Tuesday, October 27, 2009
Particularly impressive was the level of thought that went into the various papers presented--check out these abstracts. I was also in attendance at a panel on teaching Af-Am literature that raised interesting questions about how to engage with the place of hip-hop literature in the class room--does it have one? If so, what is its place? As uncomfortable as it might make some of us, students coming up have this literature as a frame of reference. They've got to be taught to look at it thoughtfully. Also interesting was a panel on pedagogy that looked at a number of ways that contemporary texts can be taught--I was particularly interested in the various approaches taken.
All in all, the conference was a beautiful thing. I can't wait until the next one.
Wednesday, October 14, 2009
2009 NATIONAL BOOK AWARD FINALISTS
Bonnie Jo Campbell, American Salvage (Wayne State University Press)
Colum McCann, Let the Great World Spin (Random House)
Daniyal Mueenuddin, In Other Rooms, Other Wonders (W. W. Norton & Co.)
Jayne Anne Phillips, Lark and Termite (Alfred A. Knopf)
Marcel Theroux, Far North (Farrar Straus and Giroux)
David M. Carroll, Following the Water: A Hydromancer's Notebook
Sean B. Carroll, Remarkable Creatures: Epic Adventures in the Search for the
Greg Grandin, Fordlandia: The Rise and Fall of Henry Ford's Forgotten Jungle City
Adrienne Mayor, The Poison King: The Life and Legend of Mithradates,
T. J. Stiles, The First Tycoon: The Epic Life of Cornelius Vanderbilt
Rae Armantrout, Versed (Wesleyan University Press)
Ann Lauterbach, Or to Begin Again (Viking Penguin)
Carl Phillips, Speak Low (Farrar Straus and Giroux)
Lyrae Van Clief-Stefanon, Open Interval (University of Pittsburgh Press)
Keith Waldrop, Transcendental Studies: A Trilogy (University of California Press)
Deborah Heiligman, Charles and Emma: The Darwins’ Leap of Faith (Henry Holt)
Phillip Hoose, Claudette Colvin: Twice Toward Justice (Farrar Straus and Giroux)
David Small, Stitches (W. W. Norton & Co.)Laini Taylor, Lips Touch: Three Times (Arthur A. Levine Books/Scholastic)
Rita Williams-Garcia, Jumped (HarperTeen/HarperCollins)
Medal for Distinguished Contribution to American Letters
Literarian Award for Outstanding Service to the American Literary Community
The Winner in each category will be announced at the 60th National Book Awards Benefit Dinner and Ceremony at Cipriani Wall Street in New York City on Wednesday, November 18. Satirist, comedian, and actor Andy Borowitz will emcee the event.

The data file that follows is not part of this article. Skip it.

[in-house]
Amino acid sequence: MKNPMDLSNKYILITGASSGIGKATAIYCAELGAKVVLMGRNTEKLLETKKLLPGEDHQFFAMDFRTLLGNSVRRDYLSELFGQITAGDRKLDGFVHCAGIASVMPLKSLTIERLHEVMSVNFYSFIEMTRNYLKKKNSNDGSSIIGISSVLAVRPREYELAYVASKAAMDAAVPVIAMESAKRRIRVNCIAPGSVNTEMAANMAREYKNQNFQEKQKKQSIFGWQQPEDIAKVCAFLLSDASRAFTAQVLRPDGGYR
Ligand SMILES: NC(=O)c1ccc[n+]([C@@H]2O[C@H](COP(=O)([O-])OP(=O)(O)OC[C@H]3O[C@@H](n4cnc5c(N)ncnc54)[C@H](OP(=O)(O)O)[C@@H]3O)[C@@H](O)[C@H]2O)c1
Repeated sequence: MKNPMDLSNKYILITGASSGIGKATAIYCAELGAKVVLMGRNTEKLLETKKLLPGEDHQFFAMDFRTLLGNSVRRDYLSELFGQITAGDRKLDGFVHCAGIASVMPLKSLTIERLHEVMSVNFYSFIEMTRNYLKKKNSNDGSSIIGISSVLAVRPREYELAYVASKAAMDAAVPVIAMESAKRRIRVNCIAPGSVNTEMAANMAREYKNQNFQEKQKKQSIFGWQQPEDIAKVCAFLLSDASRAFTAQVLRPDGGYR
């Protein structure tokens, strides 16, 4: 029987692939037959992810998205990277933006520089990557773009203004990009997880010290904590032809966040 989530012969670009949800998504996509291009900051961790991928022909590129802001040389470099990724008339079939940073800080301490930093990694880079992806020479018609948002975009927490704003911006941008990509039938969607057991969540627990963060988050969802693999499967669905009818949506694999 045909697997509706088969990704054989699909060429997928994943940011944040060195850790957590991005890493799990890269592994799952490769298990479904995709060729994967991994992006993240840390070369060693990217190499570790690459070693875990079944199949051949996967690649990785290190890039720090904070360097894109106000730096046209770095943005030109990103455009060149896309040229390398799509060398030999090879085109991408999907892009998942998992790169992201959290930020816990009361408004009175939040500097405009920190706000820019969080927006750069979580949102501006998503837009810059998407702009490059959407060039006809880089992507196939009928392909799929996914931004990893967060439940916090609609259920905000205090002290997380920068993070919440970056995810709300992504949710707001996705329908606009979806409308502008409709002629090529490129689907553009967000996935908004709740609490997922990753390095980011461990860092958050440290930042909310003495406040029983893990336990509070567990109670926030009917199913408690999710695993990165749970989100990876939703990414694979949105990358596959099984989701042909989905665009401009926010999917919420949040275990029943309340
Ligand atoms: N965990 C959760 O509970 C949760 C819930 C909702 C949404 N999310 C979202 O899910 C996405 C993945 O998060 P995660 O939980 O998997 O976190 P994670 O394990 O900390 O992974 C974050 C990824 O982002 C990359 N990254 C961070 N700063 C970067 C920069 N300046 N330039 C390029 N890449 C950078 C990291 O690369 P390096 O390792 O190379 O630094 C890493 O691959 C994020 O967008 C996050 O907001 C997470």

For more information about the Finalists as well as National Book Awards Week events, visit www.nationalbook.org
Press inquiries, call Sherrie Young (212) 685-0261 or email firstname.lastname@example.org.
Tuesday, October 13, 2009
OCTOBER 14 6:30 PM New School
Wollman Hall, Eugene Lang Building, 65 West 11th Street, 5th floor (enter at 66 West 12th Street)
OCTOBER 19 7:00 PM Barnes & Noble
86th & Lexington Ave - Writers on Writing: In Conversation about Ralph Ellison's Invisible Man w/ Asali Solomon and Michael Thomas
OCTOBER 20 5:30 PM Rutgers-Newark
Paul Robeson Gallery, 350 Dr. Martin Luther King Boulevard, Newark NJ w/ Salvatore Scibona
OCTOBER 27 7:00 PM Pacific Standard Bar
82 Fourth Avenue - Brooklyn, NY - between St. Marks and Bergen Streets. w/Robert Lopez
Monday, October 12, 2009
Sarah E. Wright, Novelist of Black Experience in the Depression, Dies at 80
In 1969 Sarah E. Wright, a Maryland-born writer living in Manhattan, published her first novel, “This Child’s Gonna Live.” Issued by Delacorte Press, it portrays the lives of an impoverished black woman and her family in a Maryland fishing village during the Depression. Often compared to the work of Zora Neale Hurston, the novel was unusual in its exploration of the black experience from a woman’s perspective, anticipating fiction by writers like Toni Morrison and Alice Walker.
“This Child’s Gonna Live” was hailed by critics around the country and named an outstanding book of 1969 by The New York Times. Reviewing it in The Times Book Review earlier that year, the novelist Shane Stevens called it a “small masterpiece,” adding: “Sarah Wright’s triumph in this novel is a celebration of life over death. It is, in every respect, an impressive achievement.”
Ms. Wright never published another novel. She died in Manhattan on Sept. 13, at 80; the cause was complications of cancer, her husband, Joseph Kaye, said. Today “This Child’s Gonna Live” remains highly regarded in literary circles though little known outside them.